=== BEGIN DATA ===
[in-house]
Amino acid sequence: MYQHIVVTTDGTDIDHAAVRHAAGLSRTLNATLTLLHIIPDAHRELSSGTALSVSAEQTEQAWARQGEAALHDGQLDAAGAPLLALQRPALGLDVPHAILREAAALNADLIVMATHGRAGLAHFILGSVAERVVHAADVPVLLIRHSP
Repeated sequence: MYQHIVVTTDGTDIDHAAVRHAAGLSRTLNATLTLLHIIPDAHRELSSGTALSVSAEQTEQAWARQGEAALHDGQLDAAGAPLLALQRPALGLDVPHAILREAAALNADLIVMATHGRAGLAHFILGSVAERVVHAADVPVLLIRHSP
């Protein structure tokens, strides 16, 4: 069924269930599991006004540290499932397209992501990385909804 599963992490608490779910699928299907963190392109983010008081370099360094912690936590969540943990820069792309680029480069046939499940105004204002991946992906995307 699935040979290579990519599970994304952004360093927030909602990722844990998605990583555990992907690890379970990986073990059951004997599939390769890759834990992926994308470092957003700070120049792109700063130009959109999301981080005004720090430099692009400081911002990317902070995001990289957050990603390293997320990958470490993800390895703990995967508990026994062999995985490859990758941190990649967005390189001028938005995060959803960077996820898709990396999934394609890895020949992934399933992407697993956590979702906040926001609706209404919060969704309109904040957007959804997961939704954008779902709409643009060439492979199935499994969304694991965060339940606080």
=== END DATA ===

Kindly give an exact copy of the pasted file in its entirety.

[in-house]
Amino acid sequence: MYQHIVVTTDGTDIDHAAVRHAAGLSRTLNATLTLLHIIPDAHRELSSGTALSVSAEQTEQAWARQGEAALHDGQLDAAGAPLLALQRPALGLDVPHAILREAAALNADLIVMATHGRAGLAHFILGSVAERVVHAADVPVLLIRHSP
Repeated sequence: MYQHIVVTTDGTDIDHAAVRHAAGLSRTLNATLTLLHIIPDAHRELSSGTALSVSAEQTEQAWARQGEAALHDGQLDAAGAPLLALQRPALGLDVPHAILREAAALNADLIVMATHGRAGLAHFILGSVAERVVHAADVPVLLIRHSP
């Protein structure tokens, strides 16, 4: 069924269930599991006004540290499932397209992501990385909804 599963992490608490779910699928299907963190392109983010008081370099360094912690936590969540943990820069792309680029480069046939499940105004204002991946992906995307 699935040979290579990519599970994304952004360093927030909602990722844990998605990583555990992907690890379970990986073990059951004997599939390769890759834990992926994308470092957003700070120049792109700063130009959109999301981080005004720090430099692009400081911002990317902070995001990289957050990603390293997320990958470490993800390895703990995967508990026994062999995985490859990758941190990649967005390189001028938005995060959803960077996820898709990396999934394609890895020949992934399933992407697993956590979702906040926001609706209404919060969704309109904040957007959804997961939704954008779902709409643009060439492979199935499994969304694991965060339940606080």